Writer and editor Stephen Stratford (@stephenstra) (blogging at Quote Unquote) joined two of Aotearoa’s top satirists to discuss satirical writing at the Auckland Writers Festival. The aforementioned satirists:

And what a sharp-witted triumvirate they were.  Stephen kicked off with a great potted history of satire – Juvenal, Jonathan Swift, Private Eye, The Thick of it – into New Zealand’s own history – John Clarke,  A week of it – McPhail, Gadsby, A. K. Grant, Chris McVeigh (in the audience apparently).

He riffs a bit more:

Steve Braunias is the finest satirist Mount Maunganui has ever produced.

And not only that:

Fielding is the epicentre of New Zealand satire.

Steve Braunias explains his Secret Diairies. They have an inbuilt narrative:

I regard them rather pretentiously as motifs.

How do they choose their victims? David Slack says you don’t punch down, you punch up:

Who’s asking for it? Who apart from John Key?

Discussion turns to left wing /right wing satire, and Braunias wryly imagines:

Bomber Bradbury but with nuance and jokes, or Chris Trotter with a laugh track.

Cover of Madmen Cover of Smoking in Antarctica Cover of Fish of the week Cover of Civilisation

How do people respond to having the mickey taken? Unexpectedly well sometimes. David Slack ended up getting some work from Gareth Morgan:

Sometimes satire is a sort of LinkedIn thing.

and at the Beehive:

Every minister’s office is full of cartoons of themself.

We gained insight into writing satire. Steve spoke of:

long slow lugubrious magic … I don’t have a first draft, every line is written one line after the other.

There were SO MANY cracking anecdotes in this session – complaining letters from Judith Collin’s family, a tattoo of Paul Holmes,  upsetting Julian Assange, giving it but not being able to take it …

And as a finale, a well-deserved award for Steve:

Top stuff, satirists. As you were.

Hack Attack: WORD Festival Event 12 May 2015

Cover of Hack AttackNick Davies, the author of Hack Attack: How the Truth Caught Up with Rupert Murdoch, was the subject of a Q&A session with Joanna Norris, the editor of The Press, in the chair.

We learned from Joanna Norris’ introduction that George Clooney was making a movie based on the book.

When asked about the difficulty of digging deeply into the phone hacking scandal for several years, Davies answered that he had a very reliable source who had guided him through his investigation for over two years. He said it was clear from the outset how extensive the crimes were, but the difficulty was in proving the truth of the story when up against a powerful corporation headed by a ruthless operator like Rupert Murdoch.

All along through the investigation, paradoxically, the impetus was driven by News Corp. itself because the company’s staff acted stupidly, arrogantly and aggressively. News Corp. kept up relentless attacks on Davies and The Guardian, which spurred Davies and his editor on to follow the story, knowing it must have substance.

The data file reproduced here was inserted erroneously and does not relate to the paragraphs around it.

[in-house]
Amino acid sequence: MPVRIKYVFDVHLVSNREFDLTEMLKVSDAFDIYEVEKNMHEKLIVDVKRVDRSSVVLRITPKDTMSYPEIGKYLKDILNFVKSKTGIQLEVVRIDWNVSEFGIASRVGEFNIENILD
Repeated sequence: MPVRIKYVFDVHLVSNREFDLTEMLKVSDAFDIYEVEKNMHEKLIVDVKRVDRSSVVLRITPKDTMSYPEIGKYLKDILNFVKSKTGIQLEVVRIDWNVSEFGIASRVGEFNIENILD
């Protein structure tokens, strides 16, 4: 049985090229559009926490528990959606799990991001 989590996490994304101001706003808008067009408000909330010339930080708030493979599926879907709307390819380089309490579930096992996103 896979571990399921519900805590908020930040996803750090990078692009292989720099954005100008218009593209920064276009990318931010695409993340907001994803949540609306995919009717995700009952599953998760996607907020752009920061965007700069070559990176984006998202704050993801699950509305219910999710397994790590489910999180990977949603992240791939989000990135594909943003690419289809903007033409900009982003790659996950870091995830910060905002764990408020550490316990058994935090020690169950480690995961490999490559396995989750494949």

Cover of Flat Earth NewsThe ball got rolling when Davies was giving a radio interview about a previous book, Flat Earth News: An Award-Winning Reporter Exposes Falsehood, Distortion and Propaganda in the Global Media. His source was listening to the interview and contacted him about the dodgy dealings that were going on at The Sun and News of the World, both Murdoch tabloid newspapers.

When asked if he thought his book had made any difference to the behaviour of the UK press, Davies answered that, unfortunately, it was business as usual. It remained a “journalist’s fantasy” that writing about a bad thing could make it stop. He gave, as an example, The Sun conducting a campaign to undermine Labour in the most recent UK election as proof Murdoch’s power remained unchanged.

Davies disclosed that he had discovered that UK tabloids were “peculiarly ruthless” and the journalists who staffed them were “almost like a parody of themselves”.

It was Davies’ belief that it was the arrival of Princess Diana that triggered this avalanche of celebrity investigative digging and bred an attitude of journalistic cruelty where “nothing is off limits, nothing is private”. But the tabloid journalists’ hypocrisy was astounding. Andy Coulson and Rebecca Brooks were having an eight-year-long affair while callously exposing the sex lives of public figures.

All through the long investigation by The Guardian into the phone hacking scandal, Davies was pilloried in all the right-wing Murdoch newspapers. He observed that no-one threatened him with physical violence to stop investigating, but the Murdoch empire indulges in what Davies called “reputational violence”, trying to ruin people’s reputations.

Towards the end of the session, in response to questions from the audience, Davies gave the view that the internet had broken the model of newspapers across the world and journalists no longer had the funding nor the resources needed to do their jobs properly.

He thought that the Leveson Enquiry was a powerful one, but Lord Justice Leveson’s report had been deliberately smothered by powerful people in the UK.

The audience got the impression that Nick Davies would go on fighting the good fight, but he was weary and cynical as to the extent he could make a change for a better society.

Read our other blog posts about Hack Attack by Nick Davies.